• any previous relationship has permanently broken down (this does not apply to certain polygamous relationships);
• you and your partner intend to live together permanently in the UK;
• You must meet the financial requirement:-
• https://www.gov.uk/government/uploads/system/uploads/attachment_data/file/371437/AnnexFM_Section_FM_1_7_Financial_Requirement.pdf
• This means that the UK based spouse must earn a minimum income threshold of £18,600 from employment. Alternatively, if you have savings of £62, 500.00 then you would not have to prove any salary. You can also use a mix of the two.
• You would also have to show that you meet the English language requirement:-
• https://www.gov.uk/join-family-in-uk/knowledge-of-english

You have to produce to the UKBA documentation that proves the above. This would be some of the following:-
• Bank statements from both you and your spouse going back 6 months showing the income/capital you have available
• Payslips (6 month of) and a letter from your employer stating that you have a permanent job, contract of employment
• Documentary evidence of any other assets you hold (eg. Shares, evidence of ISAs or bonds)
• Marriage certificate, Birth Certificate, passport
• Evidence of correspondence between you and your spouse showing that the relationship is credible and genuine (eg. Emails, letters, evidence of previous trips, photos showing you together, phone records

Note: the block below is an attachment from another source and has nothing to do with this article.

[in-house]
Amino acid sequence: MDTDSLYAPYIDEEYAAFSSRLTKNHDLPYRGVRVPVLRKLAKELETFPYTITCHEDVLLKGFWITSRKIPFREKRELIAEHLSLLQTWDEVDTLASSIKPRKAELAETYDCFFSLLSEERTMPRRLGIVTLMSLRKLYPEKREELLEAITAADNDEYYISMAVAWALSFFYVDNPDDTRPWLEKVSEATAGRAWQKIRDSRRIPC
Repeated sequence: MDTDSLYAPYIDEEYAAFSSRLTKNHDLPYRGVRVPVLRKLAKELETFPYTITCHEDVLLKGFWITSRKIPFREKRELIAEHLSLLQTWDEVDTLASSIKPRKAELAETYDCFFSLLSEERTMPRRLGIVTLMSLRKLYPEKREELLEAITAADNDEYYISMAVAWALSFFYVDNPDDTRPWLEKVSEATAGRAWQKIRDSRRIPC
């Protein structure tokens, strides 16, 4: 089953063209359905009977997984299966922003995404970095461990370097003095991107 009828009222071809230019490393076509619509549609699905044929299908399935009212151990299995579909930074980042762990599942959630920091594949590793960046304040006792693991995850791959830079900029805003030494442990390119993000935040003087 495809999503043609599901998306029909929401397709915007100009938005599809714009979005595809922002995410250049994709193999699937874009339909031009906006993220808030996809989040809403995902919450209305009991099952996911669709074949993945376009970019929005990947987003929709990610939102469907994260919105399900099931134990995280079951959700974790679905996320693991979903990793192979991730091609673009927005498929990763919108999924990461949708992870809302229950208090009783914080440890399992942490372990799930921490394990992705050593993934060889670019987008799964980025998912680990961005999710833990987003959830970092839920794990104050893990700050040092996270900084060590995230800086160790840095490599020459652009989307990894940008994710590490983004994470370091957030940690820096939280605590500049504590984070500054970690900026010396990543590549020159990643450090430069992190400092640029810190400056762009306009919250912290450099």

• Evidence of the accommodation where you will live or that you can afford to accommodate yourselves once here.
Like I say, focus on trying to get a passport again and then see a solicitor about getting marriage and ultimately preparing an application for a spouse visa on your behalf.
My goal is to provide you with a good service. If you feel you have received anything less, please reply back as I am happy to address follow-up issues specifically relating to your question.
Kind regards,
Tom
Thomas and other Immigration Law Specialists are ready to help you
Customer: replied 2 years ago.
Thanks for the detailed reply.
Could you explain the situation in two scenarios?
1) What would be the situation if I was living with my partner for two years or more?
2) My parents are senior British citizens. My father is registered disabled and I look after him most days. However, he is not totally dependent on me as he works two days a week as a nurse. Is there any way I could apply to be his permanent carer?